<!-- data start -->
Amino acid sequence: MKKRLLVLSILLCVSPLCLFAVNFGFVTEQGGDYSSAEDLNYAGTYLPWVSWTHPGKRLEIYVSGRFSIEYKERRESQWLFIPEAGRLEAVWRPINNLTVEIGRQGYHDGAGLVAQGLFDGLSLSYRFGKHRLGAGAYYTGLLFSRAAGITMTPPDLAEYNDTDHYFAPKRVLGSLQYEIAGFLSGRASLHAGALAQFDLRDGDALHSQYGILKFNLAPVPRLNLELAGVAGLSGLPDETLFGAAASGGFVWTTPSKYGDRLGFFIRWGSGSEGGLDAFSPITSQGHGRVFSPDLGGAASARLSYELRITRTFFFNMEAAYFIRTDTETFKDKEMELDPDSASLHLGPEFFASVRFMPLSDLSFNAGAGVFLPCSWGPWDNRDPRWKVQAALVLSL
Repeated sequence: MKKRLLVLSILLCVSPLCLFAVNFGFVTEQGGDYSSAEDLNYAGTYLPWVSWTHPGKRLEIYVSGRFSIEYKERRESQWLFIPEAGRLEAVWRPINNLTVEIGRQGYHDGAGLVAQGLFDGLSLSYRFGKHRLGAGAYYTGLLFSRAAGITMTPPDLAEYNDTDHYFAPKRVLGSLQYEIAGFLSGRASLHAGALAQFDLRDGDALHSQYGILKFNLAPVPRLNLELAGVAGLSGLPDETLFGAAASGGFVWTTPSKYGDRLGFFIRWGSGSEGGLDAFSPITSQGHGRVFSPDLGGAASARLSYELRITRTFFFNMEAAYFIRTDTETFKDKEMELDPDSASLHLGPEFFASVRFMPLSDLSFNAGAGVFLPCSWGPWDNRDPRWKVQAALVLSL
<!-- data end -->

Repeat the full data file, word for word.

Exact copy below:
Amino acid sequence: MKKRLLVLSILLCVSPLCLFAVNFGFVTEQGGDYSSAEDLNYAGTYLPWVSWTHPGKRLEIYVSGRFSIEYKERRESQWLFIPEAGRLEAVWRPINNLTVEIGRQGYHDGAGLVAQGLFDGLSLSYRFGKHRLGAGAYYTGLLFSRAAGITMTPPDLAEYNDTDHYFAPKRVLGSLQYEIAGFLSGRASLHAGALAQFDLRDGDALHSQYGILKFNLAPVPRLNLELAGVAGLSGLPDETLFGAAASGGFVWTTPSKYGDRLGFFIRWGSGSEGGLDAFSPITSQGHGRVFSPDLGGAASARLSYELRITRTFFFNMEAAYFIRTDTETFKDKEMELDPDSASLHLGPEFFASVRFMPLSDLSFNAGAGVFLPCSWGPWDNRDPRWKVQAALVLSL
Repeated sequence: MKKRLLVLSILLCVSPLCLFAVNFGFVTEQGGDYSSAEDLNYAGTYLPWVSWTHPGKRLEIYVSGRFSIEYKERRESQWLFIPEAGRLEAVWRPINNLTVEIGRQGYHDGAGLVAQGLFDGLSLSYRFGKHRLGAGAYYTGLLFSRAAGITMTPPDLAEYNDTDHYFAPKRVLGSLQYEIAGFLSGRASLHAGALAQFDLRDGDALHSQYGILKFNLAPVPRLNLELAGVAGLSGLPDETLFGAAASGGFVWTTPSKYGDRLGFFIRWGSGSEGGLDAFSPITSQGHGRVFSPDLGGAASARLSYELRITRTFFFNMEAAYFIRTDTETFKDKEMELDPDSASLHLGPEFFASVRFMPLSDLSFNAGAGVFLPCSWGPWDNRDPRWKVQAALVLSL